Indigenous poet Ali Cobby Eckermann has described her writing as a cure for the enormous grief she has suffered in her life.
“I think I’d be a little bit nuttier without my poetry,” she said.
A Yankunytjatjara woman, she was stolen from her birth mother. Later in life her son was taken from her.
She was a teenage runaway who survived domestic violence, drug and alcohol addiction, unemployment and homelessness to become a world-class poet.
Next month she heads to Yale University to receive the largest financial reward in the poetry world — the $215,000 Windham-Campbell Prize.
Cobby Eckermann credits Terry Whitebeach for getting her creative writing career underway in 2001.
“It was also the year I got my son back so it was an emotional time for me,” she said.
“I’d only met my birth mother four years before, and I was connecting with the traditional people in the deserts outside Alice Springs. So there was sort of like a mountain of stuff to write about and so many emotions.
“I think I’m sort of grateful it was at the time in my life where the drug and alcohol years had run their course. I could focus on the writing, never foreseeing that a career could come out of this journey.”
Meeting her ‘granite boulder’ birth mother
Ali Cobby Eckermann says her birth mother was someone she could be “really proud of”. (Supplied)
Cobby Eckermann was in her 30s before she met her birth mother — then known as Audrey Kinnear, later Ngingali Cullen — a champion for the Stolen Generations and co-chair of the National Sorry Day Committee.
“I just remember the astonishment of being 34 and having someone have the same eyes as me. It was the first time I’d had someone look like me.
“It grounds you,” she said, wiping away tears.
“Mum Audrey was a strong and powerful woman. She’d achieved much in her life. She was a woman I could be really proud of, who achieved so much. A child born naked on traditional country, living a traditional lifestyle, and died high profile in Canberra.”
She dedicated this poem to her in her latest work, Inside My Mother:
My mother is a granite boulder
I can no longer climb nor walk
her weight is a constant reminder
I sit in her shadow
gulls nestle in her eyes
their shadows her epitaph
a pebble of her in my pocket
Racism in school, now an ‘equal’
“Clare High School reaffirmed for me at that time of my life that I was a second-class citizen,” Cobby Eckerman recalled in sadness.
“Half-caste boong dog was written in my maths book. One time some girls that I thought was my friends held me down and painted my face brown with the inside of a texta.
“Having to do that walk of shame up to the office to ask for special soap to clean it off your face and to do it before you had to jump on the bus to go home,” she said shaking in frustration.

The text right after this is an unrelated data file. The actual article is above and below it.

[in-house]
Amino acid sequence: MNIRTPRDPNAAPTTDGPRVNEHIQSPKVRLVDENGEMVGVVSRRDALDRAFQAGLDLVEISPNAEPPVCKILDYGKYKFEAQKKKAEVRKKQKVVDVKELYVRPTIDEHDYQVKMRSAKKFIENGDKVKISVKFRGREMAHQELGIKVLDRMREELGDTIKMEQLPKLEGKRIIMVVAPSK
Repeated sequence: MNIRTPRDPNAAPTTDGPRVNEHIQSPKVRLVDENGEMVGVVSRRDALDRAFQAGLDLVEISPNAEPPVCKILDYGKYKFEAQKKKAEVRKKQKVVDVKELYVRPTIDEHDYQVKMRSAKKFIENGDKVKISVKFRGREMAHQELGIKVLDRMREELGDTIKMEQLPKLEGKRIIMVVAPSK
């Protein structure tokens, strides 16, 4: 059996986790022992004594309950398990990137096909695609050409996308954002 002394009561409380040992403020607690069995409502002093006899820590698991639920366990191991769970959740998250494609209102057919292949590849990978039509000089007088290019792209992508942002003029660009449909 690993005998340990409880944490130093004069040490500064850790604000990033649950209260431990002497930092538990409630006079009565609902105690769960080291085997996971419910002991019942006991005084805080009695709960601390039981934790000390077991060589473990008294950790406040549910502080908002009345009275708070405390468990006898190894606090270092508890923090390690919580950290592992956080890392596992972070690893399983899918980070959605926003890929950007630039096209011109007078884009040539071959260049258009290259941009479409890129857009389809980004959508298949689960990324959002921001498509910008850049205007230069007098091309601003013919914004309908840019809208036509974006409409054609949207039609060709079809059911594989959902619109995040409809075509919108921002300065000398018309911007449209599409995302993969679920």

At a year 11 school social, Cobby Eckerman walked in on some girls trying to flush her cousin’s head in the toilet.
“It took four years for me to lose my temper, which resulted in me getting expelled and unable to [graduate]. That had a really, really profound negative effect on me.”
Three decades later she returned to her high school reunion.
“That was a bit of a blessing, it was a lot of fun. It brought the happier memories to the fore, and it took 36 years for me to be able to walk back into that arena as an equal.
“It’s a wonderful feeling — to feel equality — and it’s a terrible feeling to feel you’re lesser than your community.”
The Aboriginal and Torres Strait islander flags now fly outside the school’s entrance.
“I hope the Education Department and the people that fly our flag know how much we love our flag and that it’s not a flippant gesture,” she said.
Poet remains close to adopted sister, mother
Ali Cobby Eckermann works to ensure her poetry does not hurt her adopted family, pictured. (Supplied)
One of four adopted children, Cobby Eckermann maintains close ties with her sister, Karen Eckermann, and her adopted mother, Freda.
She’s determined not to let poetry cause anyone pain.
“I always edit my poetry because I hated my feeling being hurt,” she said. “I didn’t want to hurt anyone’s feelings through my poetry, especially my adopted family. So yeah, I edit through that lens.
“It’s about planting seeds of togetherness, is what I hope my poetry delivers.”
Chatting on the front porch of an old colonial stone house, Ms Eckermann said growing up she never considered herself adopted.
“I never saw you guys as Aboriginal ever, until Christopher said one thing once and I just went errrgh — are they?”
Ms Eckermann said when she was younger, she didn’t understand why her sister was so unsettled.
“You were searching and I wasn’t. And it was maybe only when I found my mum that I understood what it was like for you to find your mum,” she said.
Cobby Eckerman nodded and sipped her tea, replying: “I look back now and I think it’s really important to know … how to recognise the pains and how to promote the healings.
“You don’t get one without the other unfortunately, and I think that’s what I’m trying to do personally with the poetry is to analyse the pain … and articulate it and help it on its way to the healing. I think that’s the process.”